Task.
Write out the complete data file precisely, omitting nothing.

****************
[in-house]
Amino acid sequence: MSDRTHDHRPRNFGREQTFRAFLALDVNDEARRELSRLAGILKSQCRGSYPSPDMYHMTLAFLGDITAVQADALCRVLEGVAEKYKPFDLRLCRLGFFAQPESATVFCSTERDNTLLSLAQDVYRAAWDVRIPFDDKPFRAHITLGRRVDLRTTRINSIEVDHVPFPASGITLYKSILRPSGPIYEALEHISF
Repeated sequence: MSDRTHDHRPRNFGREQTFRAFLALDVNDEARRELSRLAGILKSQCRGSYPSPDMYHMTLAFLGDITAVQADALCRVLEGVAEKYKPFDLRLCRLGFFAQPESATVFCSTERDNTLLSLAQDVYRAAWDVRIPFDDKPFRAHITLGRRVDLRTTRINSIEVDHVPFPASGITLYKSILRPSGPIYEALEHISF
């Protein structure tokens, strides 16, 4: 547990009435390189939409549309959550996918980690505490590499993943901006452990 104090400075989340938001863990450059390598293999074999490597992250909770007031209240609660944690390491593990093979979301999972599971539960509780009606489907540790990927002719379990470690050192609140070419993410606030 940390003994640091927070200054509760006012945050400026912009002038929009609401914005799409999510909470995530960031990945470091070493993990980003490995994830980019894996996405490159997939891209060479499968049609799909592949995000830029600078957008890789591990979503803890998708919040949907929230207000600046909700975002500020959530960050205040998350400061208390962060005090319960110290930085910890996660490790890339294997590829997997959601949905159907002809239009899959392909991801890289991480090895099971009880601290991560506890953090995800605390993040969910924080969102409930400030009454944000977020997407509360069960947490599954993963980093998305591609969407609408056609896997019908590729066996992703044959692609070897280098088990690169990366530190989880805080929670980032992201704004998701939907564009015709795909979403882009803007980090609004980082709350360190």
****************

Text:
[in-house]
Amino acid sequence: MSDRTHDHRPRNFGREQTFRAFLALDVNDEARRELSRLAGILKSQCRGSYPSPDMYHMTLAFLGDITAVQADALCRVLEGVAEKYKPFDLRLCRLGFFAQPESATVFCSTERDNTLLSLAQDVYRAAWDVRIPFDDKPFRAHITLGRRVDLRTTRINSIEVDHVPFPASGITLYKSILRPSGPIYEALEHISF
Repeated sequence: MSDRTHDHRPRNFGREQTFRAFLALDVNDEARRELSRLAGILKSQCRGSYPSPDMYHMTLAFLGDITAVQADALCRVLEGVAEKYKPFDLRLCRLGFFAQPESATVFCSTERDNTLLSLAQDVYRAAWDVRIPFDDKPFRAHITLGRRVDLRTTRINSIEVDHVPFPASGITLYKSILRPSGPIYEALEHISF
């Protein structure tokens, strides 16, 4: 547990009435390189939409549309959550996918980690505490590499993943901006452990 104090400075989340938001863990450059390598293999074999490597992250909770007031209240609660944690390491593990093979979301999972599971539960509780009606489907540790990927002719379990470690050192609140070419993410606030 940390003994640091927070200054509760006012945050400026912009002038929009609401914005799409999510909470995530960031990945470091070493993990980003490995994830980019894996996405490159997939891209060479499968049609799909592949995000830029600078957008890789591990979503803890998708919040949907929230207000600046909700975002500020959530960050205040998350400061208390962060005090319960110290930085910890996660490790890339294997590829997997959601949905159907002809239009899959392909991801890289991480090895099971009880601290991560506890953090995800605390993040969910924080969102409930400030009454944000977020997407509360069960947490599954993963980093998305591609969407609408056609896997019908590729066996992703044959692609070897280098088990690169990366530190989880805080929670980032992201704004998701939907564009015709795909979403882009803007980090609004980082709350360190």